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The Census Bureau and the Bureau of Economic Analysis said that the U.S. trade deficit widened to its highest level in six months. The trade deficit rose from $45.88 billion in January to $47.06 billion in February. The increase stemmed primarily from an increase in goods imports (up from $180.64 billion to $183.33 billion) that was enough to offset the gain in goods exports (up from $116.77 billion to $118.59 billion). In addition, the service sector trade surplus narrowed from $17.98 billion to $17.68 billion. Meanwhile, the petroleum trade deficit declined from $4.62 billion in January to $3.55 billion in February. Indeed, imports of crude oil fell to their lowest level in 14 years. Read More

U.S. Trade Deficit Widened Slightly in December

By | Economy, Shopfloor Economics, Trade | No Comments

The Bureau of Economic Analysis and the Census Bureau said that the U.S. trade deficit widened slightly, up from $42.23 billion in November to $43.36 billion. The underlying data were little changed from the month before, with marginal shift in goods exports (down from $121.94 billion to $121.16 billion) and goods imports (up from $183.18 billion to $183.67 billion). The service sector trade surplus also inched up a touch, increasing from $19.02 billion to $19.16 billion. For 2015 as a whole, the trade deficit averaged $42.29 billion, which was not far from the $42.36 billion seen in 2014. Yet, the underlying data reflect some major changes behind the scenes. Goods exports were off sharply, down from an average of $136.05 billion in 2014 to $126.16 billion in 2015, and a similar trend was seen for goods imports, down from $197.84 billion to $183.48 billion.

A fair share of the reduction in goods trade over the past year can be explained by shifts in the petroleum market. Petroleum exports averaged $8.29 billion in 2015, down from $12.03 billion in 2014. Likewise, petroleum imports fell from an average of $27.83 billion in 2014 to $15.17 billion in 2015. In this latest report, the petroleum trade balance widened marginally, up from $5.46 billion to $5.93 billion. Much of the dynamics in these changes over the past year are attributable to sharply lower crude oil prices, and indeed, the average price per barrel in the December calculations ($36.60) was the lowest since January 2005. Read More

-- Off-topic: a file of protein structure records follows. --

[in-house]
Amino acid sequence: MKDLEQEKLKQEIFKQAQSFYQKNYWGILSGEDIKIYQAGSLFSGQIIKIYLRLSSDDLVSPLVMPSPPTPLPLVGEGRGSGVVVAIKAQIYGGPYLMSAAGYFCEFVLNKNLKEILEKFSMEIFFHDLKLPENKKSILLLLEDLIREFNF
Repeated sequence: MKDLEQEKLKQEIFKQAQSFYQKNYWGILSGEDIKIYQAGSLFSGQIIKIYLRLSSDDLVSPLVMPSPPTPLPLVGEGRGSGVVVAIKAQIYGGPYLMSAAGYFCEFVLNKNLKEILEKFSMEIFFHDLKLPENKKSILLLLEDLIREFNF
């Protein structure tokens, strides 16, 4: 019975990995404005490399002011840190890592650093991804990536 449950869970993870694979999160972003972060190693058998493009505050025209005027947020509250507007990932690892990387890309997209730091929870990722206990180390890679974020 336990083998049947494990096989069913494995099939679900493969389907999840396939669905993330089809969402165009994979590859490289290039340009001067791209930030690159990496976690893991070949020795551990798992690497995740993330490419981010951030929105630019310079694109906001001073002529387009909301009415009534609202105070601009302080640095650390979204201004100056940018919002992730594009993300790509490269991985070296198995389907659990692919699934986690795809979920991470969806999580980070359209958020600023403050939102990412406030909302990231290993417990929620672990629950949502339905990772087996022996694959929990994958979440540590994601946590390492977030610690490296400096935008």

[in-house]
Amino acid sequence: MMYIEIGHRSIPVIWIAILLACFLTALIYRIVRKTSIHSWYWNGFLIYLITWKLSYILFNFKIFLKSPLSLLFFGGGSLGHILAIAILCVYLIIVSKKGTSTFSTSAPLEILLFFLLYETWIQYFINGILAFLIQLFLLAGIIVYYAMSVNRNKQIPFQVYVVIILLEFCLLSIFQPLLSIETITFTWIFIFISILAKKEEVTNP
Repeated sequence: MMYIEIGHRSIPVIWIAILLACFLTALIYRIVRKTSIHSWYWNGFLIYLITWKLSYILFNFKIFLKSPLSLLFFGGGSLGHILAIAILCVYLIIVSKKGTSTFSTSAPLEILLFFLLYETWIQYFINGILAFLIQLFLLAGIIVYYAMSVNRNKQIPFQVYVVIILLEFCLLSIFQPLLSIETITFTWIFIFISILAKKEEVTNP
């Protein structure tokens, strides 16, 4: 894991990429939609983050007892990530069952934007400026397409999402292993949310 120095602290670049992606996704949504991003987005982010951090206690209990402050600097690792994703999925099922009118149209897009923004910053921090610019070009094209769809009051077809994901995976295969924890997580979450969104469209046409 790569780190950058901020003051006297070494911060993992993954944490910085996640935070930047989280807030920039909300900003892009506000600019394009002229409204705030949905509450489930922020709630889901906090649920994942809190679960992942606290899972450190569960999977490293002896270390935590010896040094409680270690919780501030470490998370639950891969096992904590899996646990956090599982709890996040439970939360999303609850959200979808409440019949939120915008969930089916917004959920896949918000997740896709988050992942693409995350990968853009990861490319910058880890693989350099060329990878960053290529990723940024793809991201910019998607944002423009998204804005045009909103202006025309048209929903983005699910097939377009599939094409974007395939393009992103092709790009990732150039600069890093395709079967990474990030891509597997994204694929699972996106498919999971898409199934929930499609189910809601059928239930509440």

U.S. Trade Deficit Narrowed Somewhat in November on Reduced Goods Imports, Exports

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The Bureau of Economic Analysis and the Census Bureau said that the U.S. trade deficit narrowed somewhat, down from $44.58 billion in October to $42.37 billion in November. These data points mirror averages from the past two years. For instance, the year-to-date average for 2015 was $44.37 billion, which was up from the overall 2014 average of $42.36 billion. The reduced trade deficit in this latest report stemmed mostly from reduced goods imports (down from $187.18 billion to $183.48 billion), with goods exports also slightly lower (down from $123.61 billion to $122.19 billion). Meanwhile, the service sector trade surplus edged down marginally from $18.99 billion to $18.91 billion.

At least part of the decline in goods exports could be explained by a reduction in petroleum exports (down from $7.53 billion to $7.26 billion) to its lowest level since December 2010. As a result, the petroleum trade deficit increased from $4.48 billion to $5.36 billion. Still, the petroleum trade deficit has declined significantly over the course of the past year on reduced energy prices. The monthly average has decreased from $15.81 billion for all of 2014 to $6.92 billion through the first 11 months of 2015.
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U.S. Trade Deficit Narrowed in September after Soaring in August

By | General, Shopfloor Economics | No Comments

The Bureau of Economic Analysis and the Census Bureau said that the U.S. trade deficit narrowed, down from $48.02 billion in August to $40.81 billion in September. The August figure was the second-highest of the year, with the September reading reflecting an increase in goods exports (up from $124.44 billion to $127.32 billion) and a decrease in goods imports (down from $192.00 billion to $187.62 billion). The bulk of these shifts came from non-petroleum sources, but the petroleum trade deficit also narrowed, down from $6.95 billion to $5.58 billion. Petroleum imports were at their lowest level since May 2004. At the same time, the service-sector trade surplus was off marginally, down from $19.55 billion to $19.48 billion. Read More

U.S. Trade Deficit Widened Significantly Again in August

By | General, Shopfloor Economics | No Comments

The Bureau of Economic Analysis and the Census Bureau said that the U.S. trade deficit widened significantly again, up from $41.81 billion in July to $48.33 billion in August. This was the second-highest level of the year behind the $52.16 billion pace observed in March. The large increase in August stemmed largely from a bump in goods imports (up from $189.83 billion to $192.37 billion) and a corresponding decline in goods exports (down from $128.53 billion to $124.46 billion). At the same time, the service-sector trade surplus was marginally higher, up from $19.49 billion to $19.58 billion. Read More